• # STS61-C, the first time that Columbia, the first space-rated Space Shuttle orbiter to be constructed, had flown since STS-9

"STS-61-C was the 24th mission, and the seventh mission of Space Shuttle Columbia.The mission launched from Florida's Kennedy Space Center on 12 January 1986, and landed six days later on 18 January. STS-61-C's crew included the second African-American shuttle pilot, future NASA Administrator Charles Bolden, the first Costa Rican-born astronaut, Franklin Chang-Diaz, and the second sitting politician to fly in space, Representative Bill Nelson (D-FL). " https://en.wikipedia.org/wiki/STS-61-C
• # The discovery of Rosalind, Uranus moon by Stephen P. Synnott and Voyager 2

"Rosalind is an inner satellite of Uranus. It was discovered from the images taken by Voyager 2 on 13 January 1986, and was given the temporary designation S/1986 U 4. It was named after the daughter of the banished Duke in William Shakespeare's play As You Like It. It is also designated Uranus XIII" https://en.wikipedia.org/wiki/Rosalind_(moon)
• # The discovery of Desdemona, Uranus moon by Stephen P. Synnott and Voyager 2

"Desdemona is an inner satellite of Uranus. It was discovered from the images taken by Voyager 2 on 13 January 1986, and was given the temporary designation S/1986 U 6. Desdemona is named after the wife of Othello in William Shakespeare's play Othello. It is also designated Uranus X" https://en.wikipedia.org/wiki/Desdemona_(moon)
• # The discovery of Belinda, Uranus moon by Stephen P. Synnott and Voyager 2

"Belinda is an inner satellite of the planet Uranus. Belinda was discovered from the images taken by Voyager 2 on 13 January 1986 and was given the temporary designation S/1986 U 5. It is named after the heroine of Alexander Pope's The Rape of the Lock. It is also designated Uranus XIV." https://en.wikipedia.org/wiki/Belinda_(moon)
• # The discovery of Cordelia, Uranus moon by Richard J. Terrile and Voyager 2

"Cordelia is the innermost known moon of Uranus. It was discovered from the images taken by Voyager 2 on January 20, 1986, and was given the temporary designation S/1986 U 7. It was not detected again until the Hubble Space Telescope observed it in 1997. Cordelia takes its name from the youngest daughter of Lear in William Shakespeare's King Lear. It is also designated Uranus VI" https://en.wikipedia.org/wiki/Cordelia_(moon)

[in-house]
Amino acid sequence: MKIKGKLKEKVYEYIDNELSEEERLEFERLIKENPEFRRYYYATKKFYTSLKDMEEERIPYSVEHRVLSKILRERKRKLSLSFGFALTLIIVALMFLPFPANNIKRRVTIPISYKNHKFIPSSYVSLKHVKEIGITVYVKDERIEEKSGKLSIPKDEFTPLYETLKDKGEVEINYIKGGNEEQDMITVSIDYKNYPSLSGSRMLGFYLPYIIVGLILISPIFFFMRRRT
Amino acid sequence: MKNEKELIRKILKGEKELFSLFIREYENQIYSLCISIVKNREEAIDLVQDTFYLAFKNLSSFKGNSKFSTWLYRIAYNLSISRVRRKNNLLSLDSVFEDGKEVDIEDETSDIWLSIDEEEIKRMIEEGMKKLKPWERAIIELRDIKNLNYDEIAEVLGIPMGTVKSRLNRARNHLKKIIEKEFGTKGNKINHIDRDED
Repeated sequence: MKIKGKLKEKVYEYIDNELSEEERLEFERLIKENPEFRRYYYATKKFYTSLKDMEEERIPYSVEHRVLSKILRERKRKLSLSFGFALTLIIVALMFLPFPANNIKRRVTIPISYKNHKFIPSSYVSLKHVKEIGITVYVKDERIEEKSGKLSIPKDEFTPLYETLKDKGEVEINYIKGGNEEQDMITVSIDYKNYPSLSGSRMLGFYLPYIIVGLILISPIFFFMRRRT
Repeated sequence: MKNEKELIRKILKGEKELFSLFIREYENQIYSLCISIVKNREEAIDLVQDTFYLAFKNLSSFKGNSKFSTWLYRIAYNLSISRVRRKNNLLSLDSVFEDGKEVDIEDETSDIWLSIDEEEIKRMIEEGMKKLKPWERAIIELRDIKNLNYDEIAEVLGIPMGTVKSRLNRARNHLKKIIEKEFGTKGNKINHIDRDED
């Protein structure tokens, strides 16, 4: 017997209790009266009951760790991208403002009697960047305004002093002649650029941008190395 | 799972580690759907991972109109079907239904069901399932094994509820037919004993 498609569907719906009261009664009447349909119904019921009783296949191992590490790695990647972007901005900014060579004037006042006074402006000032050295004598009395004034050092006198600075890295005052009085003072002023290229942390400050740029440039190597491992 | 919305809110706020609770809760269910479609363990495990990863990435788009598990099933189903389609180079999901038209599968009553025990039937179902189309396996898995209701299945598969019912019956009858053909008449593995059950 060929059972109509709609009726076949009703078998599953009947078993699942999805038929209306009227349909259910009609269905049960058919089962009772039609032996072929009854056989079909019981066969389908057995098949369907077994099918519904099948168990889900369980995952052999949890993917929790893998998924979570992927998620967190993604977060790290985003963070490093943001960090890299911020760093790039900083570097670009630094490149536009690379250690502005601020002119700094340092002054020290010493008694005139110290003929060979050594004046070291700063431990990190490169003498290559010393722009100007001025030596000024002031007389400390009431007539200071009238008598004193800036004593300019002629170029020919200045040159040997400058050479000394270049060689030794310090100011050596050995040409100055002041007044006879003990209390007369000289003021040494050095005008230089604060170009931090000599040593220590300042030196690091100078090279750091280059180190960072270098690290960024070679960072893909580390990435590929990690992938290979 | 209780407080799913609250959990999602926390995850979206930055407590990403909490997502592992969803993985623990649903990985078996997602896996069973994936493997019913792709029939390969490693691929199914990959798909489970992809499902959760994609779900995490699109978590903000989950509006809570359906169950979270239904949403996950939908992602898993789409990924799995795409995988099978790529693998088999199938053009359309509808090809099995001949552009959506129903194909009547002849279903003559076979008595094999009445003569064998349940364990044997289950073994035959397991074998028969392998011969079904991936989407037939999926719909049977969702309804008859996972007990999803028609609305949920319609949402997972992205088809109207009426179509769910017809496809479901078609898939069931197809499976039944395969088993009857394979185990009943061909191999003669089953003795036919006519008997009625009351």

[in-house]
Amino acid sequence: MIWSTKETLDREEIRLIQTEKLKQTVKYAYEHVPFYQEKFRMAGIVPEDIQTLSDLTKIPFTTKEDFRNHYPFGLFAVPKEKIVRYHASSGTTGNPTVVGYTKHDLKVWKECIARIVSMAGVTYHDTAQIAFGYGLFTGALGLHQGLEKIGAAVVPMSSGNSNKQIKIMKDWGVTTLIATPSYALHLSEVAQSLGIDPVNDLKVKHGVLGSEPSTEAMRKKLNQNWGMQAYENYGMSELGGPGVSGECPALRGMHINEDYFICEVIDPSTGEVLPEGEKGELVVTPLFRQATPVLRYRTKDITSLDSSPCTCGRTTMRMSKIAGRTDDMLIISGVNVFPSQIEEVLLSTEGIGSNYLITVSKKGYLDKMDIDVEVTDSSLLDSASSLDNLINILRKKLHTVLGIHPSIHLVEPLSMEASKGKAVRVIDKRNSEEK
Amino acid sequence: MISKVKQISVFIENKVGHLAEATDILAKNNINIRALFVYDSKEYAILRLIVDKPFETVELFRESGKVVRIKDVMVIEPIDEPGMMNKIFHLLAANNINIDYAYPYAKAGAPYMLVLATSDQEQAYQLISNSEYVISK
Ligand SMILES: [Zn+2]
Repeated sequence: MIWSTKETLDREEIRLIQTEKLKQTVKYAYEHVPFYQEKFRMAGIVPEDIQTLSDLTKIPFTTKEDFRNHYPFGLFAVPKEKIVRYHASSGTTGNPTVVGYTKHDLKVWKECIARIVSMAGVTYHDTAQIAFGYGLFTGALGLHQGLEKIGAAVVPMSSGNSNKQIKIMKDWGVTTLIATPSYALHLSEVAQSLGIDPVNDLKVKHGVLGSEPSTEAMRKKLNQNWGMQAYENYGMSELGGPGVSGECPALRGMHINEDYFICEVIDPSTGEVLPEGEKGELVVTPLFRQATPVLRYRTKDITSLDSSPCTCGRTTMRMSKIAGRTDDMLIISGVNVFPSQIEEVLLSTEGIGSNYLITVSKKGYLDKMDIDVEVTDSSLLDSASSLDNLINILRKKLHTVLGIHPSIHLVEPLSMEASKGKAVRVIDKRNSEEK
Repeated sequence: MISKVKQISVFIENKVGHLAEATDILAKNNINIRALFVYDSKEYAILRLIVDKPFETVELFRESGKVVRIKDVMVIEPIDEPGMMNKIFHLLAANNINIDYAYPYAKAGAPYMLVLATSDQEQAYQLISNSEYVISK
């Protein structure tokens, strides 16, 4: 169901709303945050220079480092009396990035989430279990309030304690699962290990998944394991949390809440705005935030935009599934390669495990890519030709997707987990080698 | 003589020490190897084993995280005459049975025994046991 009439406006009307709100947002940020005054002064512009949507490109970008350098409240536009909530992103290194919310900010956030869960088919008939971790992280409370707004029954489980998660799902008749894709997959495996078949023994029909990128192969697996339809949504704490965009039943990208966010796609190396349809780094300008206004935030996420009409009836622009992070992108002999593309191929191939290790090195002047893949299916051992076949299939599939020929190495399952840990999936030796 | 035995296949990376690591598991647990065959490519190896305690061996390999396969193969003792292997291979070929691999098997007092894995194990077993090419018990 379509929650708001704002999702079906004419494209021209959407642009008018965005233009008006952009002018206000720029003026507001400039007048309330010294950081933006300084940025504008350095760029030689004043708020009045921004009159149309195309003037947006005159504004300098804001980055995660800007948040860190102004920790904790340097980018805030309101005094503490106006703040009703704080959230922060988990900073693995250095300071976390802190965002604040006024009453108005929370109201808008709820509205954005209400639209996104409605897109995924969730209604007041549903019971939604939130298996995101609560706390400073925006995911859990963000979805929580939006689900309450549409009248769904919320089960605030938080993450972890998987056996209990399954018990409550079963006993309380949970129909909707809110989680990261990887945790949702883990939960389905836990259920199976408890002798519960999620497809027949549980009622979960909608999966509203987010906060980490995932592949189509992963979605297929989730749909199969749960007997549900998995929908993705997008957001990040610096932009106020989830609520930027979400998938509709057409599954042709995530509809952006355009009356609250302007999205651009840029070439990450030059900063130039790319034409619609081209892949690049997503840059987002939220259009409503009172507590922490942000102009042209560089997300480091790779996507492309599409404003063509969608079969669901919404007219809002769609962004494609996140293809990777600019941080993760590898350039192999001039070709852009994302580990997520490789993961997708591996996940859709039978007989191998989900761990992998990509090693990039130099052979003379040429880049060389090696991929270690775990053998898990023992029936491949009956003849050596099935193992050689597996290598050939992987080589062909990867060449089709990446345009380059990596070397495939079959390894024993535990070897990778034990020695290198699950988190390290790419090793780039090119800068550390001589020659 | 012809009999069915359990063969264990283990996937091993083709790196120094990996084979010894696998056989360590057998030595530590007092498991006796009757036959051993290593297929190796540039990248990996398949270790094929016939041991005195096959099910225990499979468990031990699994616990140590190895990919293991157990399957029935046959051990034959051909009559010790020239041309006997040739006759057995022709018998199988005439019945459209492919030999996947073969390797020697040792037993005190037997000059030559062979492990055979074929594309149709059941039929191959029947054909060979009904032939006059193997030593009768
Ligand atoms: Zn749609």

• # The discovery of Ophelia, Uranus moon by Richard J. Terrile / Voyager 2

"Ophelia is a moon of Uranus. It was discovered from the images taken by Voyager 2 on January 20, 1986, and was given the temporary designation S/1986 U 8. It was not seen until the Hubble Space Telescope recovered it in 2003. Ophelia was named after the daughter of Polonius, Ophelia, in William Shakespeare's play Hamlet. It is also designated Uranus VII" https://en.wikipedia.org/wiki/Ophelia_(moon)
• # The discovery of Bianca, Uranus moon by Bradford A. Smith / Voyager 2

"Bianca is an inner satellite of Uranus. It was discovered from the images taken by Voyager 2 on January 23, 1986, and was given the temporary designation S/1986 U 9.It was named after the sister of Katherine in Shakespeare's play The Taming of the Shrew. It is also designated Uranus VIII" https://en.wikipedia.org/wiki/Bianca_(moon)
• # Space Shuttle Challenger disaster

"The Space Shuttle Challenger disaster was a fatal incident in the United States space program that occurred on Tuesday, January 28, 1986, when the Space Shuttle Challenger (OV-099) broke apart 73 seconds into its flight, killing all seven crew members aboard. The crew consisted of five NASA astronauts, one payload specialist, and a civilian schoolteacher." https://en.wikipedia.org/wiki/Space_Shuttle_Challenger_disaster